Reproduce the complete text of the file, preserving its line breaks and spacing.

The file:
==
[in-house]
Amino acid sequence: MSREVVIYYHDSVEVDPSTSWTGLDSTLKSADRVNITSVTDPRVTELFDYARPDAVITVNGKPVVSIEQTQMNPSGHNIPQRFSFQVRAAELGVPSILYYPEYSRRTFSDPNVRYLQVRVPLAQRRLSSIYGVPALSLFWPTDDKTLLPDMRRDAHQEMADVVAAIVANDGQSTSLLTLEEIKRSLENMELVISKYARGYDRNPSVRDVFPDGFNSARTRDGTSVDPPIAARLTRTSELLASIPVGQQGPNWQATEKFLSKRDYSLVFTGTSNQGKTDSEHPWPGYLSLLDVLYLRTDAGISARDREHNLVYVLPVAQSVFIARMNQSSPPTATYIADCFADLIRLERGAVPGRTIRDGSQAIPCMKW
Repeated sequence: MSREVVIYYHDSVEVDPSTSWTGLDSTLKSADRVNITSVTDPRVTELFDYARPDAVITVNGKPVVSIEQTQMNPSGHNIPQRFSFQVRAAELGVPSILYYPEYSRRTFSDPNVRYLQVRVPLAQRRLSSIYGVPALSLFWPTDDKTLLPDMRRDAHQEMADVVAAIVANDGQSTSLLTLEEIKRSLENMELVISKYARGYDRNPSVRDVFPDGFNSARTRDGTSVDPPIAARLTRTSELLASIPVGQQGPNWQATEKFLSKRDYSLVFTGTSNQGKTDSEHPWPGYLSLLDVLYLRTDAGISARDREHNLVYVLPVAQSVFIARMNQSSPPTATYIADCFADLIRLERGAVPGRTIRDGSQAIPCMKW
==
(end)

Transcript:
[in-house]
Amino acid sequence: MSREVVIYYHDSVEVDPSTSWTGLDSTLKSADRVNITSVTDPRVTELFDYARPDAVITVNGKPVVSIEQTQMNPSGHNIPQRFSFQVRAAELGVPSILYYPEYSRRTFSDPNVRYLQVRVPLAQRRLSSIYGVPALSLFWPTDDKTLLPDMRRDAHQEMADVVAAIVANDGQSTSLLTLEEIKRSLENMELVISKYARGYDRNPSVRDVFPDGFNSARTRDGTSVDPPIAARLTRTSELLASIPVGQQGPNWQATEKFLSKRDYSLVFTGTSNQGKTDSEHPWPGYLSLLDVLYLRTDAGISARDREHNLVYVLPVAQSVFIARMNQSSPPTATYIADCFADLIRLERGAVPGRTIRDGSQAIPCMKW
Repeated sequence: MSREVVIYYHDSVEVDPSTSWTGLDSTLKSADRVNITSVTDPRVTELFDYARPDAVITVNGKPVVSIEQTQMNPSGHNIPQRFSFQVRAAELGVPSILYYPEYSRRTFSDPNVRYLQVRVPLAQRRLSSIYGVPALSLFWPTDDKTLLPDMRRDAHQEMADVVAAIVANDGQSTSLLTLEEIKRSLENMELVISKYARGYDRNPSVRDVFPDGFNSARTRDGTSVDPPIAARLTRTSELLASIPVGQQGPNWQATEKFLSKRDYSLVFTGTSNQGKTDSEHPWPGYLSLLDVLYLRTDAGISARDREHNLVYVLPVAQSVFIARMNQSSPPTATYIADCFADLIRLERGAVPGRTIRDGSQAIPCMKW